Looking to upgrade the sound you get from your big-screen TV without installing a bunch of speakers? The soundbar, a long, slim speaker with amplifiers and surround-sound processing, has been our go-to choice, with great options even below $300. But lately we’ve been seeing a new type of discreet sound system that’s worthy of your high-end TV: the soundbase.
Instead of being mounted above or below your TV, a soundbase sits underneath. Since new TV bases are big enough to support TVs of 40 to 60 inches, there’s plenty of room for high-quality speaker components, including woofers, in super-slim boxes. The result is clear, immersive sound with minimal visual impact.
The soundbase speaker category is still in a nascent stage — so much so that companies haven't firmly decided on the "soundbase" name for this type of speaker. We've seen sound stand, speaker stand, sound platform and a handful of other names, but they’re all the same type of product.
Here are four of the most promising soundbases we’ve seen, some of which are available now and some which will be coming out later this year.
Boston Acoustics TVee One Speaker Base
Boston Acoustics recently released the $300 TVee One Speaker Base with aptX Bluetooth technology. Streaming music over Bluetooth usually means some loss in audio quality, but with aptX you get higher quality and less latency, so music sounds more the way it should. The soundbase supports TVs up to 60 pounds or about 50 inches.
Price: $299 at Amazon
AudioXperts 4TV Model 2112
If you want to go high-end, there's the $600 AudioXperts 4TV Model 2112. This soundbase is designed to be eye-catching, thanks to a slim profile and smoky glass top. Its audio performance matches the Model 2112's good looks, and with aptX Bluetooth you're bound to get the best audio no matter what the source. The one big drawback? No HDMI support.
Price: $600 at crutchfield.com
Coming to market next month, the Samsung HW-H600 ($400) is designed to blend with your décor rather than stand out, shifting all the focus to their sound. The 4.2-channel sound includes a subwoofer, so the H600 can easily fill a small room with well-rounded audio. It won't do as well in larger rooms, even though the base can support TVs from 32 to 60 inches (and 77 pounds). Even without a TV, the base has plenty of uses thanks to built-in Bluetooth connectivity.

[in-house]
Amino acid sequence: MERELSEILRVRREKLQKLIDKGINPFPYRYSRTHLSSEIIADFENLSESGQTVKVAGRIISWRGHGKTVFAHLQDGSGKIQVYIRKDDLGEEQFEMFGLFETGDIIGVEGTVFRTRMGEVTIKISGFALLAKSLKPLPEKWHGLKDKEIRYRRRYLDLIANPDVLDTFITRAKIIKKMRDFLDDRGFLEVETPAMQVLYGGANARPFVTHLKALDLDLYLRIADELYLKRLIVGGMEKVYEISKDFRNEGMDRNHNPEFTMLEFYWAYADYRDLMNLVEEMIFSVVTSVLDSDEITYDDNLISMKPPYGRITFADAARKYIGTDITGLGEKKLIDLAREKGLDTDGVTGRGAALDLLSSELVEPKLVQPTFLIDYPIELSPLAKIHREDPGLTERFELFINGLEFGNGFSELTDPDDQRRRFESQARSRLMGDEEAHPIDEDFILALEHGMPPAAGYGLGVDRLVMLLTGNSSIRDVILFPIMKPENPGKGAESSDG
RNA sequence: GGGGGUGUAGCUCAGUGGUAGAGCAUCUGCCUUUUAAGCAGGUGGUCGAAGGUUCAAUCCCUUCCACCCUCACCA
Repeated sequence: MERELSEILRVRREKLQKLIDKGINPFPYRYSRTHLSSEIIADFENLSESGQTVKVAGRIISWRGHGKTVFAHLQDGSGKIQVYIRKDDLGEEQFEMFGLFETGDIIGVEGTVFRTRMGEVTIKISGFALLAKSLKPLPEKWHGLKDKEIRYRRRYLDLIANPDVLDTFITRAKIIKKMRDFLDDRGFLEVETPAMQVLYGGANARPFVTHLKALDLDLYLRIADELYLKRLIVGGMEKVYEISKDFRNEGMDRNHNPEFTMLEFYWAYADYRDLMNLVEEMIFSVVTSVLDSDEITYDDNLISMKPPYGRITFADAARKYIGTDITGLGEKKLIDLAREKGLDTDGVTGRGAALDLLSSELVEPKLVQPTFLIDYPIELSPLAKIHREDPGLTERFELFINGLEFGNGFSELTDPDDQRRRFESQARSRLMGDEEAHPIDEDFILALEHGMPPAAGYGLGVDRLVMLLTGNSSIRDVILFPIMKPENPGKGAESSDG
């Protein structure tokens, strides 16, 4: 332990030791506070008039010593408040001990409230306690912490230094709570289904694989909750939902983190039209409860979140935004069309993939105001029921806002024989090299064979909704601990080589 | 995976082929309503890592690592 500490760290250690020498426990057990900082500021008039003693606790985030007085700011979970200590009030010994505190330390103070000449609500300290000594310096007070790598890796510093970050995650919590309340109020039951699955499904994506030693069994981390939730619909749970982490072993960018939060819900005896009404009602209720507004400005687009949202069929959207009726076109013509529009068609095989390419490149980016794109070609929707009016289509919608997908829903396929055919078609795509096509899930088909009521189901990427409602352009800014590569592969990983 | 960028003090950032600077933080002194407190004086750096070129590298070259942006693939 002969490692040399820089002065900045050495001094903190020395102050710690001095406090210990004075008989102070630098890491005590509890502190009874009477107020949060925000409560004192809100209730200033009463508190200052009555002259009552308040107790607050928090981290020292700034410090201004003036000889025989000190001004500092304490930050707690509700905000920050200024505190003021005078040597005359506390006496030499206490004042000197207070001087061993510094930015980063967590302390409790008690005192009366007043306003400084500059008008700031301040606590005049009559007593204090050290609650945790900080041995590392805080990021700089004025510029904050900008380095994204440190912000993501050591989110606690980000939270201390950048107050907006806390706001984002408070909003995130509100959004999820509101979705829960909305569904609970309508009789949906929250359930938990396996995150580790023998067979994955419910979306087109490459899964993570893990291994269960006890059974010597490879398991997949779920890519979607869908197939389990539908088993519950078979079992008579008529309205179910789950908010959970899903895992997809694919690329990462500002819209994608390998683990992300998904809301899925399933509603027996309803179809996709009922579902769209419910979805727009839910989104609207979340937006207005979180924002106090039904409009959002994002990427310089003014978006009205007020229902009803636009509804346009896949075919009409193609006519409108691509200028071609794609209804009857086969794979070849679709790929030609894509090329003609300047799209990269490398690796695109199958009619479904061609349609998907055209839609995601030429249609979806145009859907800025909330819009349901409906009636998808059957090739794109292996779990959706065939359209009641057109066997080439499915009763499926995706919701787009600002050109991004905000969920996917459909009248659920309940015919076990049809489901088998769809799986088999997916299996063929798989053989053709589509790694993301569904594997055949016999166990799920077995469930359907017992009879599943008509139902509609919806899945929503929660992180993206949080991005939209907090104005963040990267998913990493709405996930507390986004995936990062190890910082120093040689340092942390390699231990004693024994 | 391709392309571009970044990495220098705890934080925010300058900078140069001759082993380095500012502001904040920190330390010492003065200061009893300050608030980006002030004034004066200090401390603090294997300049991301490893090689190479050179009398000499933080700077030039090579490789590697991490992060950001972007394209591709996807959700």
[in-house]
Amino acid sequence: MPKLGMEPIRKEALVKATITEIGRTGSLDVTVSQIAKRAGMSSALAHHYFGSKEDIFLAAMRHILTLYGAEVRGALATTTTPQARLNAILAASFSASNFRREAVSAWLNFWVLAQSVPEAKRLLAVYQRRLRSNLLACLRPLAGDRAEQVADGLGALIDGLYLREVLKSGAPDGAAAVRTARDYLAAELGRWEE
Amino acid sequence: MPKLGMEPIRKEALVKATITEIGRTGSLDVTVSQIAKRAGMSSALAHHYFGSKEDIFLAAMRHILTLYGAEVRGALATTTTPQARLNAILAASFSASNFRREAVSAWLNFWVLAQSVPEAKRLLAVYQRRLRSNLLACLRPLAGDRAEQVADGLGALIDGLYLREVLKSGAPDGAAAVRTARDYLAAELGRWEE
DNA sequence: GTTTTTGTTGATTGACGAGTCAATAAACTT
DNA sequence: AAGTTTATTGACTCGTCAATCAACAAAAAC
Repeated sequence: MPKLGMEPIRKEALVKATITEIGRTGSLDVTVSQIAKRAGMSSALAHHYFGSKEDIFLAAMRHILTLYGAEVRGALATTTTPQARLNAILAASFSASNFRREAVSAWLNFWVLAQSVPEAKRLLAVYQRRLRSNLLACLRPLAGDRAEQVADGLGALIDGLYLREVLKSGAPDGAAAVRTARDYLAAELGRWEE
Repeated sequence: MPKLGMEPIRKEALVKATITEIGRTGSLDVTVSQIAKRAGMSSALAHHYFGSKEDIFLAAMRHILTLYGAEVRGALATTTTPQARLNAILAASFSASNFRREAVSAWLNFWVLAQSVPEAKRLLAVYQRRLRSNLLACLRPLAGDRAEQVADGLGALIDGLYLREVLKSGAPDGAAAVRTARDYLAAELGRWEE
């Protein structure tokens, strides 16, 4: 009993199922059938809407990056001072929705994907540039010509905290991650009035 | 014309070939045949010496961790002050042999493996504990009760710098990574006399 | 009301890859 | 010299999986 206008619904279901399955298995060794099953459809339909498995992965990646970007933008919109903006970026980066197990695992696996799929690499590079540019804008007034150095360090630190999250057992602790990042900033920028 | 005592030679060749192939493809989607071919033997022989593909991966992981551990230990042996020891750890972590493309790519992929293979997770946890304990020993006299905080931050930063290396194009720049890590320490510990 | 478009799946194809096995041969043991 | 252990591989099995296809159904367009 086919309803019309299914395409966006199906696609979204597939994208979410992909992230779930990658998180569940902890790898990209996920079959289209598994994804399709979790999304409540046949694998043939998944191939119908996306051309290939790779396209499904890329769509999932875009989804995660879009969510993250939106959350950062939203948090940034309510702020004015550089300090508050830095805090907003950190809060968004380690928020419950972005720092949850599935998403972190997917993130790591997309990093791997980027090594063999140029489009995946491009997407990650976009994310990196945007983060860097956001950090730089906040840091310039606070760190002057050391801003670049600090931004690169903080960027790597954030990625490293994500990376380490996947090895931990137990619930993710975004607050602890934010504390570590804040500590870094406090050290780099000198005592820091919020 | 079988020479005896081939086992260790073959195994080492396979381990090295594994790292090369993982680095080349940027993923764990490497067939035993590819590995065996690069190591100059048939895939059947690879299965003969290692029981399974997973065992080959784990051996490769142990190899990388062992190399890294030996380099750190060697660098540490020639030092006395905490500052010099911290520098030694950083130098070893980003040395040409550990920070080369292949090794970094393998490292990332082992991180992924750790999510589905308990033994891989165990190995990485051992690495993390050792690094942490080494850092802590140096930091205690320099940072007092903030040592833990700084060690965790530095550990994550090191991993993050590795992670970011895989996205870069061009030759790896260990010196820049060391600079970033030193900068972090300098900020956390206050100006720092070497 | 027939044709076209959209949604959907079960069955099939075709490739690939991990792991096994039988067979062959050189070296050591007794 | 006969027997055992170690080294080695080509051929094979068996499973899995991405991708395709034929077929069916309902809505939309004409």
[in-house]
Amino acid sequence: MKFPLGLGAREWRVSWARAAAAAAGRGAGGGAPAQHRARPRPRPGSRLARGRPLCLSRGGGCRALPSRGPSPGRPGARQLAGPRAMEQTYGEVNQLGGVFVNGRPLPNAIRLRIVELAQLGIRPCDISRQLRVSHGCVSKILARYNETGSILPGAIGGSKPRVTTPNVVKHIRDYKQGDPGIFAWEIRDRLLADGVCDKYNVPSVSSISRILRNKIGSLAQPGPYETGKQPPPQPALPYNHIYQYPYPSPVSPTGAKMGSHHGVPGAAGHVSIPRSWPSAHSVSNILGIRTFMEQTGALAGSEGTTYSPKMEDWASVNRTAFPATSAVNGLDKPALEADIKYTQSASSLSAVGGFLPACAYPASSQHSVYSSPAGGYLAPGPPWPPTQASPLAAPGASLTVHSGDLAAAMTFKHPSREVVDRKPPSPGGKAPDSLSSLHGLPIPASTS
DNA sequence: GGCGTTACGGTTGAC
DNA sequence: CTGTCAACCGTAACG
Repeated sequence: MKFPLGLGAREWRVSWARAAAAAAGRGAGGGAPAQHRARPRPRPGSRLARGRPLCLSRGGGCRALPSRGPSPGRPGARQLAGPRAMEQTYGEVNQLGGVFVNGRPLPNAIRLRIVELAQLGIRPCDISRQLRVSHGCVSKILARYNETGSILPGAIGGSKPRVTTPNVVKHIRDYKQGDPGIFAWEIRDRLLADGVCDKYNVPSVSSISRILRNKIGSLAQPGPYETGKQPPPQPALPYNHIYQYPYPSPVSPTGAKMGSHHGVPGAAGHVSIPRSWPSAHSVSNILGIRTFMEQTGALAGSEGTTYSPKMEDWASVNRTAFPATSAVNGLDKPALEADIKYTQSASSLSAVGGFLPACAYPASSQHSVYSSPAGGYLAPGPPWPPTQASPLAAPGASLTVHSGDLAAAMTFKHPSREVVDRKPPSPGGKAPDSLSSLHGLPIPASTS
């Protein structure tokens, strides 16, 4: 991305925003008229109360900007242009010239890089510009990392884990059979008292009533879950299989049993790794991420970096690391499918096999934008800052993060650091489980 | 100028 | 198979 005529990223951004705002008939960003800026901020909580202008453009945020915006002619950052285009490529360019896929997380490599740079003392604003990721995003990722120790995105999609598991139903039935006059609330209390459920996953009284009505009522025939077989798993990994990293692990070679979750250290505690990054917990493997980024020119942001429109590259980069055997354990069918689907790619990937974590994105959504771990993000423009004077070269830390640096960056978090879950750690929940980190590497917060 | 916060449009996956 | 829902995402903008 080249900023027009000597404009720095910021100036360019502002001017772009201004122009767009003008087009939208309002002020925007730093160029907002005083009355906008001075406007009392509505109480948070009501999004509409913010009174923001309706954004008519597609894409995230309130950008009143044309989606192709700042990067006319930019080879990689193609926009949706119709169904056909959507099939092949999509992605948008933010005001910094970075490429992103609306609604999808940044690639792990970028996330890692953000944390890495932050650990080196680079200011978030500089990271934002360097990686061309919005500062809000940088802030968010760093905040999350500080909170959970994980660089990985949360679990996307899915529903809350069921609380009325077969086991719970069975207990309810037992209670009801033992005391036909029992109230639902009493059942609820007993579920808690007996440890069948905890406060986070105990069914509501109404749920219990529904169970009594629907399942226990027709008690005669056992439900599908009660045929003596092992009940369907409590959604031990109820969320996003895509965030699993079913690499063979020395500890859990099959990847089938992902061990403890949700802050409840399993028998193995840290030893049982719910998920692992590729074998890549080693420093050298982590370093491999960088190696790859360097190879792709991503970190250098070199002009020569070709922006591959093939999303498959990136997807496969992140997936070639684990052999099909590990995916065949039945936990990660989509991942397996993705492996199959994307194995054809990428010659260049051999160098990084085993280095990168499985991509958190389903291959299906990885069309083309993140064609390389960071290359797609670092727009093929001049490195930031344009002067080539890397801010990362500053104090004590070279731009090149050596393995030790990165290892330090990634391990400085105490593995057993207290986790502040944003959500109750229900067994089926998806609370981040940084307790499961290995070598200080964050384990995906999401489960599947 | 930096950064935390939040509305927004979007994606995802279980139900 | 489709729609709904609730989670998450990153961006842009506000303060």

Price: $400 from Samsung UK, coming to the U.S. soon
Philips Surround Base
Also coming next month, Philips' new Surround Base does double duty as a Blu-Ray player, a combination that makes a lot of sense. The $300 Blu-ray Surround Base is made from wood, not plastic, which accounts for its acoustic superiority. Like the Samsung model, it does best in smaller spaces since it only supports TVs up to 55 inches. This makes it perfect for a bedroom home theater set-up, especially since it includes some smart TV goodies such as a direct connection to Netflix and Vudu streaming video services. This soundbase makes pairing your smartphone via Bluetooth very easy thanks to NFC — just tap and you're connected.
Price: $300 from philips.com, available soon
These four soundbases are just the beginning of high-end soundbase speakers. Keep an eye on the market as their form factors, features and quality continue to evolve, making them a viable option to the already popular soundbar.
From Lauren on April 01, 2014 :: 1:47 pm
This was a timely piece for me because I’ve been looking for a solution for my bedroom. Did you look at soundbases from ZVOX for this piece? I found them when I was looking for a solution for myself. Looks like they’re not a good choice if you want surround sound, but the commercial volume feature looks great. Just wondering if the Techlicious crew has come across them and what the verdict was. Thanks.
I have seen Zvox soundbases
From K.T. Bradford on April 01, 2014 :: 2:29 pm
I have seen Zvox soundbases and the one that supports up to 55 inch televisions looks like a good one for older TVs. Zvox hasn’t updated their soundbases in a while and so they don’t include HDMI or Bluetooth connectivity as standard. That makes them not as useful for newer TVs.
Consider design, too
From Josh Kirschner on April 01, 2014 :: 3:28 pm
To add to what KT is saying, the ZVOX units are also clunkier than the models above and not as appealing design-wise (your opinion may vary) - the ZVOX 555 is 3.4” and the ZVOX 580 is 5”, while the Samsung and Philips (non-Bluray) are well under 3”. Whether the thinner units will provide the same level of sound quality, we’ll know better when the units are available for testing.